The fourth European Vocational Skills Week took place in Helsinki on 14-18 October 2019. An initiative of the European Commission, the European Vocational Skills Week seeks to highlight excellence in vocational education and training (VET), showing that VET is a valuable professional and learning path. This fourth edition was hosted by the Finish Presidency. The Lifelong Learning Platform and its members (EVTA, EfVET, EURASHE, EDEN, EUCEN, EPA, All Digital, EAEA, RICDM) participated actively in the various discussions tables. Luis Costa, LLLP President, addressed the participants in plenary of the Closing Event highlighting among others the need for cross-sector cooperation and investment in education and training. The event gathered over 800 participants and over 1000 activities took place across Europe.
One of the many goals of this year edition of the Vocational Skills Week was to extend the offer to adults, improve mobility of VET staff and learners while ensuring its social dimension and global role. Lifelong guidance and digitalisation of the workforce were also addressed as key elements in making VET a relevant and equally important learning choice. During the discussion, Luis Costa highlighted that to make this goal a reality we should promote a holistic vision to education and training, holding that all learning should be equally valued. This means that education systems in Europe should tailor learning opportunities to meet learners’ needs, but also that we should all foster flexible learning pathways by supporting people in accessing and moving across learning environments, as they progress through life. The main point of his wholehearted speech was that we – stakeholders, civil society and decision-makers alike – should all listen to the learners first.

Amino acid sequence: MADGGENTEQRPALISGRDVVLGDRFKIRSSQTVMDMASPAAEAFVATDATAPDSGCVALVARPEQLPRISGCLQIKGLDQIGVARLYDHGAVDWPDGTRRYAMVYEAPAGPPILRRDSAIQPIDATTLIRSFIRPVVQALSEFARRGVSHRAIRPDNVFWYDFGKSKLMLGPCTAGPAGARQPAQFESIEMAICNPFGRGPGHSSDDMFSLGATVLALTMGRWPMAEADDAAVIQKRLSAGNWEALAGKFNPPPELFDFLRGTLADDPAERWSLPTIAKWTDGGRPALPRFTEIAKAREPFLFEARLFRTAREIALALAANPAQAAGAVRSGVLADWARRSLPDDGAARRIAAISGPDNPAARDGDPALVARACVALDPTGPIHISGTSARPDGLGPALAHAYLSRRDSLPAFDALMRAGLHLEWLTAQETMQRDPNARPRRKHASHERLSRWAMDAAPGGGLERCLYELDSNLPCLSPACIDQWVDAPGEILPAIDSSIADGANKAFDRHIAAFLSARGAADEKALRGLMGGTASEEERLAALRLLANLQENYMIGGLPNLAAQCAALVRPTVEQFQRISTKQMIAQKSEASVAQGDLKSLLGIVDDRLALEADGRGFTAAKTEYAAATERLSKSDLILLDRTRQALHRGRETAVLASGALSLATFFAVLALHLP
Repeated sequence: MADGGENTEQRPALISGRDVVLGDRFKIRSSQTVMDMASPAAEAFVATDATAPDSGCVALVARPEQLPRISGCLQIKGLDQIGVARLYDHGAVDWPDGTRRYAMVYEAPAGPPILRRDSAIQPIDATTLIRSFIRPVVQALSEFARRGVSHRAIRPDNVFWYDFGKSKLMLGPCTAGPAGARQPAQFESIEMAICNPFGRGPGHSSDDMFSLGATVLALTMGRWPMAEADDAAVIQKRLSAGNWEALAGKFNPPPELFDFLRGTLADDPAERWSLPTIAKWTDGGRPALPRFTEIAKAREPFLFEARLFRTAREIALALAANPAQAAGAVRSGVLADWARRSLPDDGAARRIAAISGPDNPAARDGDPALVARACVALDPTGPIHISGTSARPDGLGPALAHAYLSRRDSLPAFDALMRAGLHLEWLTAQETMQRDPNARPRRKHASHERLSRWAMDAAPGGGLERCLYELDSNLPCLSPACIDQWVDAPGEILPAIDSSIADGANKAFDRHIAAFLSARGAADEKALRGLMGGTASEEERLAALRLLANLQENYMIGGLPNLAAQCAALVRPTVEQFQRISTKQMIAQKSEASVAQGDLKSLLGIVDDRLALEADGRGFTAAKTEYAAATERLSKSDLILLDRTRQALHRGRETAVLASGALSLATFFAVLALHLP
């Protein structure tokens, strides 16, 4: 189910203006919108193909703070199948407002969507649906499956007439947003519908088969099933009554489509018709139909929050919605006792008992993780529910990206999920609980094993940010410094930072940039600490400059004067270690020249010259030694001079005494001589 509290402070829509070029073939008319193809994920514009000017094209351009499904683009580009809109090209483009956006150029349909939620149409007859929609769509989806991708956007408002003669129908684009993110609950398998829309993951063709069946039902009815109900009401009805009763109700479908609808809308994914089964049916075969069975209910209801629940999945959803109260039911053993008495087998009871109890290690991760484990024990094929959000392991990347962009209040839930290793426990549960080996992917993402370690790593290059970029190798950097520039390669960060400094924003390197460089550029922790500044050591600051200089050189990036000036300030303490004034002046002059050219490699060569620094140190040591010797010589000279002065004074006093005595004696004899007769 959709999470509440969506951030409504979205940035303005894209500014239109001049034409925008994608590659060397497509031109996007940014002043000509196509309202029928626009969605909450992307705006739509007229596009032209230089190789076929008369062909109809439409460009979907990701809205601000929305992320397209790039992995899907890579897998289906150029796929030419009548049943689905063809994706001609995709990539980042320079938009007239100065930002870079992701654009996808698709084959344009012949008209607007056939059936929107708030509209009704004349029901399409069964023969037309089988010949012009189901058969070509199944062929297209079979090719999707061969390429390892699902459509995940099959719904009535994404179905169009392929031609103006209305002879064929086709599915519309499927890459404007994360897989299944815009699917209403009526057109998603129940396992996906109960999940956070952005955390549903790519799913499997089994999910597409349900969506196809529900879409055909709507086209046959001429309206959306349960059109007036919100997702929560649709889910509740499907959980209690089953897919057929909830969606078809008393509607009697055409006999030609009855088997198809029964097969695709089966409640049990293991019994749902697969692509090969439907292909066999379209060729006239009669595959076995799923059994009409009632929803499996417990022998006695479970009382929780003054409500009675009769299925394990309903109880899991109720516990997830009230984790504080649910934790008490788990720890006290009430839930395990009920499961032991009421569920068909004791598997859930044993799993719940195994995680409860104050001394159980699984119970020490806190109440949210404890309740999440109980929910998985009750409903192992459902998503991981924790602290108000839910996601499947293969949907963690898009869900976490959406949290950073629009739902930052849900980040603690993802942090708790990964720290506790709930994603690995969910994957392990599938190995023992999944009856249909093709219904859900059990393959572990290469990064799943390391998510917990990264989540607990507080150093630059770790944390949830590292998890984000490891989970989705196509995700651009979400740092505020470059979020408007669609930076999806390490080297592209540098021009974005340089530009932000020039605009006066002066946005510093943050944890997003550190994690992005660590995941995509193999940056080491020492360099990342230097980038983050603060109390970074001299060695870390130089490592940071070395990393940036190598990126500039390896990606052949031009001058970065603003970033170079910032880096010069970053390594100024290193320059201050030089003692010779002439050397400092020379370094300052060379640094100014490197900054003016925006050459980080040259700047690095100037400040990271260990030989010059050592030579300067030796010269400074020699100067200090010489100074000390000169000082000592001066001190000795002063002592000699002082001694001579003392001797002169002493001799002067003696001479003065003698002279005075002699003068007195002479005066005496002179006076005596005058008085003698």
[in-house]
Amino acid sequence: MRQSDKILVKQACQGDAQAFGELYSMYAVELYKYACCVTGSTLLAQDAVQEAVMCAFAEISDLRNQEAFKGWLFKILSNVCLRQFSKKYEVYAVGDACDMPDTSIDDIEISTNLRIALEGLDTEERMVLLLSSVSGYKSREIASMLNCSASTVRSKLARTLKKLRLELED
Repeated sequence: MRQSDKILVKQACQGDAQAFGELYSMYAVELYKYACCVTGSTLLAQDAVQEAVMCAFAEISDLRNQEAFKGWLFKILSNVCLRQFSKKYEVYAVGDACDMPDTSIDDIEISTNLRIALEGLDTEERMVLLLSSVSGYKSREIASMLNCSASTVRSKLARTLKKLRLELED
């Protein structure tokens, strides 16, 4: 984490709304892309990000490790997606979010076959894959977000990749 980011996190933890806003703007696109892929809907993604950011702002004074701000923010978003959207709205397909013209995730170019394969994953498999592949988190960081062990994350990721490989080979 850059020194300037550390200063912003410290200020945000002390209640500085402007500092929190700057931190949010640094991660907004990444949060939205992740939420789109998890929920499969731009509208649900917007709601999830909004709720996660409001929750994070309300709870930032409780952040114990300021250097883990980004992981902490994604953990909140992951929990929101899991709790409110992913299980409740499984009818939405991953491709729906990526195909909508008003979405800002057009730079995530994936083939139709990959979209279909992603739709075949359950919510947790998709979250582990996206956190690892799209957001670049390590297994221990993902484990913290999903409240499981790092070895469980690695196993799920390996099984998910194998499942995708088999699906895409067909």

It has been a fruitful, interactive and vibrant discussion, where different stakeholders would each contribute with their particular point of view to create the full picture of VET and education at large. On one thing, all panellists and participants agreed: education systems that frontload learners with stocks of knowledge at the beginning of their lives will never be able to cope with the challenges of modern societies. Education shall be a lifelong process, enabling individuals to adapt throughout their professional and personal contingencies and overcome issues. That’s the real power of education, the most responsive and flexible tool out there.
During the days of the Vocational Skills Week, participants and speakers have been starting and closing discussions with the importance of lifelong vocational education and training; yet, it looks like there is still a lot of work to make it happen. Building a sustainable future requires a sustainable approach to learning, sustainable skills and resilient citizens. VET has a role to play in all of this and will manage to establish itself as a first-class professional choice only when it will fully embrace the lifelong learning approach. This can only be possible if funding for lifelong learning both public and private are allocated. Through a system of voting, participants to the closing event voted “Workplaces as learning environments” as the most important step for VET; at LLLP, we believe that it is not a coincidence and that the approach to VET is finally changing. For the best.